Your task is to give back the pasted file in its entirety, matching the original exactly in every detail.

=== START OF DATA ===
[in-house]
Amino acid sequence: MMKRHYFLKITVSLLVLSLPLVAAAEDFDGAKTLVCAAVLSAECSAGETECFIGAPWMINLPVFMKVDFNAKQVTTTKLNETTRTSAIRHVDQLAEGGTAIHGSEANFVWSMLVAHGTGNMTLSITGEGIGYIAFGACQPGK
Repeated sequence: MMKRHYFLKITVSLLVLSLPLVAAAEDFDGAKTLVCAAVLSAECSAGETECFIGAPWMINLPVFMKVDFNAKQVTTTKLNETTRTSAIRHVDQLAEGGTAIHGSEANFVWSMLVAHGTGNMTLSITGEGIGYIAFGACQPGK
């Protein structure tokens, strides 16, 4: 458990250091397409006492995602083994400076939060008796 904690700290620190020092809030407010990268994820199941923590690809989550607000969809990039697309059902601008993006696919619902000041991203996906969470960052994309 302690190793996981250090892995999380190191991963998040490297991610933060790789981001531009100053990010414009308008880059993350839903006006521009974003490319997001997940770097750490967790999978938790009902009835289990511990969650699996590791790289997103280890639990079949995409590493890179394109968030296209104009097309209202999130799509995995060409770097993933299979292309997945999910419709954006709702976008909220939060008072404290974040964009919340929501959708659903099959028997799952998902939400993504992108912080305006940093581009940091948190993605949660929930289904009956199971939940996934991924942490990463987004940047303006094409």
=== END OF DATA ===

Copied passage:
[in-house]
Amino acid sequence: MMKRHYFLKITVSLLVLSLPLVAAAEDFDGAKTLVCAAVLSAECSAGETECFIGAPWMINLPVFMKVDFNAKQVTTTKLNETTRTSAIRHVDQLAEGGTAIHGSEANFVWSMLVAHGTGNMTLSITGEGIGYIAFGACQPGK
Repeated sequence: MMKRHYFLKITVSLLVLSLPLVAAAEDFDGAKTLVCAAVLSAECSAGETECFIGAPWMINLPVFMKVDFNAKQVTTTKLNETTRTSAIRHVDQLAEGGTAIHGSEANFVWSMLVAHGTGNMTLSITGEGIGYIAFGACQPGK
């Protein structure tokens, strides 16, 4: 458990250091397409006492995602083994400076939060008796 904690700290620190020092809030407010990268994820199941923590690809989550607000969809990039697309059902601008993006696919619902000041991203996906969470960052994309 302690190793996981250090892995999380190191991963998040490297991610933060790789981001531009100053990010414009308008880059993350839903006006521009974003490319997001997940770097750490967790999978938790009902009835289990511990969650699996590791790289997103280890639990079949995409590493890179394109968030296209104009097309209202999130799509995995060409770097993933299979292309997945999910419709954006709702976008909220939060008072404290974040964009919340929501959708659903099959028997799952998902939400993504992108912080305006940093581009940091948190993605949660929930289904009956199971939940996934991924942490990463987004940047303006094409």